Leigh Hunts Relations With Byron Shelley And Keats

Cover Leigh Hunts Relations With Byron Shelley And Keats
Genres: Nonfiction

Purchase of this book includes free trial access to www.million-books.com where you can read more than a million books for free. This is an OCR edition with typos. Excerpt from book: CHAPTER V Characteristics of the " Cockney School"?Reasons for Tory enmity? Establishment of Blackwood's Magazine and the Quarterly Review?Their methods of attack?Other targets?Authorship of anonymous articles?Members of the Cockney group?Byron?Hunt?Keats?Shelley?Hazlitt. The word " Cockney" says Bulwer-Lytton, signifies the " archetype of the Londoner east of Temple Bar, and is as grotesquely identified with the Bells of Bow as Quasimodo with those of Notre Dame."1 The epithet remains doubtful in origin but is proverbially significant of odium and of ridicule. R. H. Home asserts that, in its first application, it meant merely " pastoral, minus nature."2 The word did not long carry so harmless a connotation. It was first applied to Hunt by the Tory journals in 1817 and, in the phrase " Cockney School," was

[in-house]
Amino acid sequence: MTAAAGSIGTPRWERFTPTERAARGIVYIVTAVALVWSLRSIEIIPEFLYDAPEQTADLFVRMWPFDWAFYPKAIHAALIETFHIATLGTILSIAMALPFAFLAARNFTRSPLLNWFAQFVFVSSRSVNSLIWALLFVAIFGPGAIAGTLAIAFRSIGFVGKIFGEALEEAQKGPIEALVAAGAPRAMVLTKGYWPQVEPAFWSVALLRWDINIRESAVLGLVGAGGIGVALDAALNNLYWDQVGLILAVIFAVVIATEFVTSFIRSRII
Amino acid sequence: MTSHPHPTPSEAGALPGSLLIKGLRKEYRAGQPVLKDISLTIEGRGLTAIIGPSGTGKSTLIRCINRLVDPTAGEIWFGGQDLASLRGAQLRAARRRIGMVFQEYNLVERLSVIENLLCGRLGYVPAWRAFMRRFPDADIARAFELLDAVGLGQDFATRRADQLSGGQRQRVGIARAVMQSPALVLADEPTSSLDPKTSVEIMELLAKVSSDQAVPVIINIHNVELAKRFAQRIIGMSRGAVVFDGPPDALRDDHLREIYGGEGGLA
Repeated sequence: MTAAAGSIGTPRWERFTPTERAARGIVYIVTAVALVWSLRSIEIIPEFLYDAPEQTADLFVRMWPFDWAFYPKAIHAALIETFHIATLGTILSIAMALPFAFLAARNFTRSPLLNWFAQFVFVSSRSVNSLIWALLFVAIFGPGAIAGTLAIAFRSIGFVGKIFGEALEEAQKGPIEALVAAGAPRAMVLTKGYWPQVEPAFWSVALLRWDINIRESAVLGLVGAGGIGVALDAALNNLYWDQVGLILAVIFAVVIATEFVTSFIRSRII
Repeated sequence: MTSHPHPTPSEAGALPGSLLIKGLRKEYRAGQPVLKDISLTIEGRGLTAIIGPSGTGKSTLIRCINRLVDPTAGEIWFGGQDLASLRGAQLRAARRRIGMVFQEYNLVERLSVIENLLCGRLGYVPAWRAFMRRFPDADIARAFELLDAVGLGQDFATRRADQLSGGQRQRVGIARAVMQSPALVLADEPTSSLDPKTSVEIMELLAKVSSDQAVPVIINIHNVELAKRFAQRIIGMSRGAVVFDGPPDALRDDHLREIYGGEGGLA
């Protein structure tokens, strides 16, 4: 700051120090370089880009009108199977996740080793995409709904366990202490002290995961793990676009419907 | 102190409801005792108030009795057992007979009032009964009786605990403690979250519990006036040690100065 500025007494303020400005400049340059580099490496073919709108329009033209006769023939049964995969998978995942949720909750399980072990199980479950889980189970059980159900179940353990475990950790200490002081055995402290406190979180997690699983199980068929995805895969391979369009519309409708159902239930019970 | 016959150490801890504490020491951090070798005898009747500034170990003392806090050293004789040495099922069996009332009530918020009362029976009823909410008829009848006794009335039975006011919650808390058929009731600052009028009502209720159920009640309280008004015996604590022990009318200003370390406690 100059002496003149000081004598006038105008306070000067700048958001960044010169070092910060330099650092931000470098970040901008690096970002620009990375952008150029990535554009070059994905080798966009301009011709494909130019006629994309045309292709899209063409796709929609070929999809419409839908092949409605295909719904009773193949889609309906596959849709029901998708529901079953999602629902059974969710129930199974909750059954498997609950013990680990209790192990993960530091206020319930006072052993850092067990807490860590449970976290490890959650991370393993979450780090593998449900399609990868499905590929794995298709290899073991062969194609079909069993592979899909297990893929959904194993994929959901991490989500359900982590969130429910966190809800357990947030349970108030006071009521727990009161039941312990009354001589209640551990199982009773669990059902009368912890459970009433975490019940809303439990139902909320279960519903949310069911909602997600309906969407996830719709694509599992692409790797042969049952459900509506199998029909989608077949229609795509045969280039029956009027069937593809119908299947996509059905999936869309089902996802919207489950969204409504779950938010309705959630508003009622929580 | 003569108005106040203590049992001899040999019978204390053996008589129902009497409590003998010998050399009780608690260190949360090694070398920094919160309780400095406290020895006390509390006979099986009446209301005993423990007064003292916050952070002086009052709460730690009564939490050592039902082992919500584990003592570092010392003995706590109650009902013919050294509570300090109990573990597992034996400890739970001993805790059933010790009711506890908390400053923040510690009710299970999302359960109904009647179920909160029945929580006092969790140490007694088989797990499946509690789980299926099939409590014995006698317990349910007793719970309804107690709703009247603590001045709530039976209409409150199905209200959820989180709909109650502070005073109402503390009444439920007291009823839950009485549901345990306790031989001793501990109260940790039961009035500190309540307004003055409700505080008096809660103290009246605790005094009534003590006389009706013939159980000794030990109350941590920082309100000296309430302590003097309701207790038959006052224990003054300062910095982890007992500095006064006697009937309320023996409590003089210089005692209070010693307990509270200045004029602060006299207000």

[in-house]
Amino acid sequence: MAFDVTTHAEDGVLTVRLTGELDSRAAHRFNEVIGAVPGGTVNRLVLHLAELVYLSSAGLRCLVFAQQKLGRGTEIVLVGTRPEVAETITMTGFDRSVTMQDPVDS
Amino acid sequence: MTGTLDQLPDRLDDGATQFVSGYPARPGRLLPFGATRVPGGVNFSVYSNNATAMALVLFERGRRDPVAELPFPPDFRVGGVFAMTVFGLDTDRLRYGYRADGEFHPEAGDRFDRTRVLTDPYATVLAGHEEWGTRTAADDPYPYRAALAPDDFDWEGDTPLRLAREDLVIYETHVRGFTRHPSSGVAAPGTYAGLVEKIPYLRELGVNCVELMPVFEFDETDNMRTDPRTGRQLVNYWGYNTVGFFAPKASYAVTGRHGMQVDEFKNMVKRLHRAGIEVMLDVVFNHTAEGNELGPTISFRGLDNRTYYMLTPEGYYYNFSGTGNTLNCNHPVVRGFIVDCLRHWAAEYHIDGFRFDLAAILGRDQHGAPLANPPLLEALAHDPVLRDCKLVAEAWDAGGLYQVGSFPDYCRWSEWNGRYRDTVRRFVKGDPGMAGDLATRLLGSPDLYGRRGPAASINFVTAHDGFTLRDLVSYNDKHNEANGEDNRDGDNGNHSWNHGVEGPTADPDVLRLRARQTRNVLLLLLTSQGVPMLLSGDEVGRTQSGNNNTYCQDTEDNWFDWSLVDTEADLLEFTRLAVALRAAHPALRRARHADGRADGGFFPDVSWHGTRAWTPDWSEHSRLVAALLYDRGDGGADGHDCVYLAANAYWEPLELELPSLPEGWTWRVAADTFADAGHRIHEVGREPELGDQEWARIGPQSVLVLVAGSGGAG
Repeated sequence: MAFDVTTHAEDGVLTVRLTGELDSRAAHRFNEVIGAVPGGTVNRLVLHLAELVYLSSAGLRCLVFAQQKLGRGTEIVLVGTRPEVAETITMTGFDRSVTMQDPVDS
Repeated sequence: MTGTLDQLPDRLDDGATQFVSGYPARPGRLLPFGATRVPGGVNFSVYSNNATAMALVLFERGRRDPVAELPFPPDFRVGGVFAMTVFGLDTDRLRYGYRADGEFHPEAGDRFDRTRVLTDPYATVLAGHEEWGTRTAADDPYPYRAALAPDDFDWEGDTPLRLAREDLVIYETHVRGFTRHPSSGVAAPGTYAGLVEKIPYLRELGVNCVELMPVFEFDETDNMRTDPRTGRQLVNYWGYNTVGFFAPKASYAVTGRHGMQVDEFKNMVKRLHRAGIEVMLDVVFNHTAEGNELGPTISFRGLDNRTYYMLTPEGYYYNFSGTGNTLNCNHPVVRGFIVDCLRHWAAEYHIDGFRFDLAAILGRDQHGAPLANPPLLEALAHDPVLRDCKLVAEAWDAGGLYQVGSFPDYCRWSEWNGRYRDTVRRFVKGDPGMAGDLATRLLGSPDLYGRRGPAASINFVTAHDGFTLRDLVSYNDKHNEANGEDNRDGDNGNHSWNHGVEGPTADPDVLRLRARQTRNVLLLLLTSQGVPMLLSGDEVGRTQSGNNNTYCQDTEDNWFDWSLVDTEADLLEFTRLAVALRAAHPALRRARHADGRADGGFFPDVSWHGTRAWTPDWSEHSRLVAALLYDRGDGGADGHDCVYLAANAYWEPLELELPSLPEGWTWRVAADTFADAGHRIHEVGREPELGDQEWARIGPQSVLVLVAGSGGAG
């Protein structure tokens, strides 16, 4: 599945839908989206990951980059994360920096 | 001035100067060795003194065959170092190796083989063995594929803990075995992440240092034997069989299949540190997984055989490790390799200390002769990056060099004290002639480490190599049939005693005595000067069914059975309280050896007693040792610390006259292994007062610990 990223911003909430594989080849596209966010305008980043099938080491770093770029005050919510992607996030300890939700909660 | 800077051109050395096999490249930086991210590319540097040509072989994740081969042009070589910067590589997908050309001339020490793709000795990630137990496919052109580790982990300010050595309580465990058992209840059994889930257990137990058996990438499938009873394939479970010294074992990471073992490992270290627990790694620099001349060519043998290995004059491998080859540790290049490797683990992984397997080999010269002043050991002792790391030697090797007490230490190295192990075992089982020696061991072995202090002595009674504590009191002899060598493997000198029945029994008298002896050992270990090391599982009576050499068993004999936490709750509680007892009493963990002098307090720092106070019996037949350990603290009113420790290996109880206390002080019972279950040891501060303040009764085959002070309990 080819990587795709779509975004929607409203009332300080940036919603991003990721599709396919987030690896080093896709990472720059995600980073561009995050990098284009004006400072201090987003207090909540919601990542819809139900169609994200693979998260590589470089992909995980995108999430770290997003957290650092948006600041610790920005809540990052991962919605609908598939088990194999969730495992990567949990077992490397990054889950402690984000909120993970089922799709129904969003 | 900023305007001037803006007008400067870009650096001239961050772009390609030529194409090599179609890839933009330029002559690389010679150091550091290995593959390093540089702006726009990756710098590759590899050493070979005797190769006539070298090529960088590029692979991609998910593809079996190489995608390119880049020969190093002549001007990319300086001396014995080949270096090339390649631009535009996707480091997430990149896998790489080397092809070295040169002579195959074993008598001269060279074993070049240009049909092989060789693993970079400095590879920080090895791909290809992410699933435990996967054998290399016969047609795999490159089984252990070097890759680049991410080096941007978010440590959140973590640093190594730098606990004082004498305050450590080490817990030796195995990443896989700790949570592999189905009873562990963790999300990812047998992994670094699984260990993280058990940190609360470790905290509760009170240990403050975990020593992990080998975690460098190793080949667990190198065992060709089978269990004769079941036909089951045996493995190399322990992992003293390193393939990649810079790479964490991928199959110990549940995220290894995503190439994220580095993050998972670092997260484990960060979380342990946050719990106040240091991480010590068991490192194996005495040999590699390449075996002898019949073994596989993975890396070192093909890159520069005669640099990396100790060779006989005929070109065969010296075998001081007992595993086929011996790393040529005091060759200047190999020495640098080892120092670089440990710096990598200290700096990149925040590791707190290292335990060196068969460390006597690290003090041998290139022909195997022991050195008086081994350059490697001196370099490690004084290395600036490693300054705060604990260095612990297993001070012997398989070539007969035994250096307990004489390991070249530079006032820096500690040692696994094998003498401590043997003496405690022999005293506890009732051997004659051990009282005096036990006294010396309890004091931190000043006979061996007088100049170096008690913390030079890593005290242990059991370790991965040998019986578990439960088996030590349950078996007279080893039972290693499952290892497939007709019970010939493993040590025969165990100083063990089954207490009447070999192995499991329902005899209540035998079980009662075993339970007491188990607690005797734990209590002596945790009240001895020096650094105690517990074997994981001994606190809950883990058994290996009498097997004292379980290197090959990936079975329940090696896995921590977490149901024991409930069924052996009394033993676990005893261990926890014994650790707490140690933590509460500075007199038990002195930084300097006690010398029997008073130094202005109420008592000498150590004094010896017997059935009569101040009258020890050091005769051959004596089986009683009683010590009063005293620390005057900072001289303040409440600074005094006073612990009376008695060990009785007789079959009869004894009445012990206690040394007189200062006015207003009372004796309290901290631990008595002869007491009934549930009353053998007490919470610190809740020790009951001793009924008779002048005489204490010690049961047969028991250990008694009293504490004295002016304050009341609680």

gradually extended until it included most of his associates. The group of men thus arbitrarily banded together did not form a school or cult, and themselves resented such a classification. They differed widely in their fundamental principles of life and art. They were not all of one vocation. On the other hand they had certain superficial points in common which made them collectively vulnerable to the dart of the enemy. They were Londoners8 by birth or by adoption; with the exception of Shelley they may all be said to have belonged 1 Charles Lamb and Some of His Companions in the Quarterly Review of January, 1867. 'A New Spirit of the Age, p. 182. ' Near the close of his life Hunt wrote: " The jests about London and the Cockneys did not affect me in the least, as far as my faith was concerned. They might as well have said that Hampstead was not beautiful, or Richmond lovely; or that Chaucer and Milton were Cockneys when they went out of London to lie on the grass ...

Leigh Hunts Relations With Byron Shelley And Keats
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